January 31st, 2016
I am wondering what the typical setup is for photographers arriving at a photo shoot. How much equipment do people really bring for their typical bread and butter shoot? My concern is if I show up hauling a wagon load of gear up to the front door does that show professionalism, or will it immediately set the agent to tapping her wrist watch? Just because you can, should you?
Don’t worry about “showing professionalism”. You should just focus on getting great results in minimum time. But the fact is that you don’t need to carry a wagon load of gear.
What you carry to a shoot depends somewhat on your style of shooting:
- To shoot brackets (HDR or Enfuse) with no flash all you need is a sturdy tripod and a camera. A minority of PFRE readers use this technique because dealing with color artifacts created by this technique in post-processing is challenging. About 14% of PFRE readers use this technique (See PFRE lighting poll).
- When shooting brackets, to get the very best results and minimize your post-processing time, one small manual flash is important. For maximum flexibility, a light stand or monopod that you hold is best although some mount the flash on-camera. About 13% of PFRE readers use some variation of this technique.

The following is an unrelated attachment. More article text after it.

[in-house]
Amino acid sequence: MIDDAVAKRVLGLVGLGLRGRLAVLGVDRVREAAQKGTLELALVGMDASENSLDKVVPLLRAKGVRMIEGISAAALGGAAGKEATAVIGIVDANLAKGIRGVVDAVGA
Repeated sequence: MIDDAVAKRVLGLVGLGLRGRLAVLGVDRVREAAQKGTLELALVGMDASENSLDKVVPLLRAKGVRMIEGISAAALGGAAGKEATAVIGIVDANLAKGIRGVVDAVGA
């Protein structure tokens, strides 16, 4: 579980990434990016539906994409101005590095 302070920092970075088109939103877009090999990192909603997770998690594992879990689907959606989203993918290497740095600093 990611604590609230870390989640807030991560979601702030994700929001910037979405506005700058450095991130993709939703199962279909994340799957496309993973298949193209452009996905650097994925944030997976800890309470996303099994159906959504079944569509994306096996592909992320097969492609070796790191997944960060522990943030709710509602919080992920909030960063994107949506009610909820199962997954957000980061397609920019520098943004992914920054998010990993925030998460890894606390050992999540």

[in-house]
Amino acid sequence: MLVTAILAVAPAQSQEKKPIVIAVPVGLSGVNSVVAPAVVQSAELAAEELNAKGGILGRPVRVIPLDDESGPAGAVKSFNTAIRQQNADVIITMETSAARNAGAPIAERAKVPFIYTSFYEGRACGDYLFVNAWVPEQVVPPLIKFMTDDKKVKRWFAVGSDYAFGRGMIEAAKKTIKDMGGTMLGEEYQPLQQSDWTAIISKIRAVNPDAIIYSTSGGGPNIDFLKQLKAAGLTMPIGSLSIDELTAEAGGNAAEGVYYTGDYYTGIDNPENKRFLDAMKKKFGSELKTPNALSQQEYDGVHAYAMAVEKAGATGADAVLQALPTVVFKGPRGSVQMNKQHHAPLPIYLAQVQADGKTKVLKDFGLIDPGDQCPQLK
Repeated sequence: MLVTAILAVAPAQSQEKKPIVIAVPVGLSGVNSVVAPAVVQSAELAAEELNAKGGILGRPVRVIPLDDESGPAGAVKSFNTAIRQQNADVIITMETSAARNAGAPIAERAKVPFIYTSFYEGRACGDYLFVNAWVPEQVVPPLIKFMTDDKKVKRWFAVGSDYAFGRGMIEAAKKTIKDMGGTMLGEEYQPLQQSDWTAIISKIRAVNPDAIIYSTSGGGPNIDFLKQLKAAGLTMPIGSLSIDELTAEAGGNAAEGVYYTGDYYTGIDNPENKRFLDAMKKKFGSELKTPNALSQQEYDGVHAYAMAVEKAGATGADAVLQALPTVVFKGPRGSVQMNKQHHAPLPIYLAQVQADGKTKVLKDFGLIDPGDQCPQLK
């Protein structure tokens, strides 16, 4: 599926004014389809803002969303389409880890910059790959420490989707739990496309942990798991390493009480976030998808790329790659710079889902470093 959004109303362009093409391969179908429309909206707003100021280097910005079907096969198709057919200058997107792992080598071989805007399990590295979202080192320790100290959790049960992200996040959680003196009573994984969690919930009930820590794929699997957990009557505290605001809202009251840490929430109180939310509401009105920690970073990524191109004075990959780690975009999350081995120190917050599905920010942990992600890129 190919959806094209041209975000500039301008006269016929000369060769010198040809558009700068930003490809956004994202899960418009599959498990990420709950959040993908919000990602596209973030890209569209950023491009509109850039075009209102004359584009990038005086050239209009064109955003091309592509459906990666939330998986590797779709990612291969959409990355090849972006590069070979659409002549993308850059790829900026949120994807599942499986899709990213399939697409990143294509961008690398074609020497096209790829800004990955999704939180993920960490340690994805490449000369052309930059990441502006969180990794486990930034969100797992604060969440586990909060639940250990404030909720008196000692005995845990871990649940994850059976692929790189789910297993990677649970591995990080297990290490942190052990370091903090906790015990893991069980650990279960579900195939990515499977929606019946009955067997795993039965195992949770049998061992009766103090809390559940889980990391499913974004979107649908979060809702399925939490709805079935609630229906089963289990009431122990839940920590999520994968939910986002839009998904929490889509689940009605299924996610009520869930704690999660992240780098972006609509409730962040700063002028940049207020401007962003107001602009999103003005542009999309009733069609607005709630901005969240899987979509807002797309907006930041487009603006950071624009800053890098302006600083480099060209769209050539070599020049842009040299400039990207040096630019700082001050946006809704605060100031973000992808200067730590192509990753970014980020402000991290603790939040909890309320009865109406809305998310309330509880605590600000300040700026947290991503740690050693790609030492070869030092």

- When shooting with small flashes, you don’t need a big light stand for each flash. A couple of small light stands is adequate. Flashes can be put on the top of doors, held with your hand and some use a “flash on a stick” (monopod that is held in your hand). About 46% of PFRE readers shoot with small flashes.
Wayne Capili, one of the best in this business (uses #3 above) and did a guest post back in September talking about the gear he uses. Wayne’s kit is shown above. Click on the photo of Wayne’s camera bag (Lowepro hard side 200) to read the details. Besides the very small case of gear, Wayne probably carries a tripod, light stand or two all of which one could carry under one arm with a shoulder bag. So just because you shoot with small flashes doesn’t mean your need a lot of gear.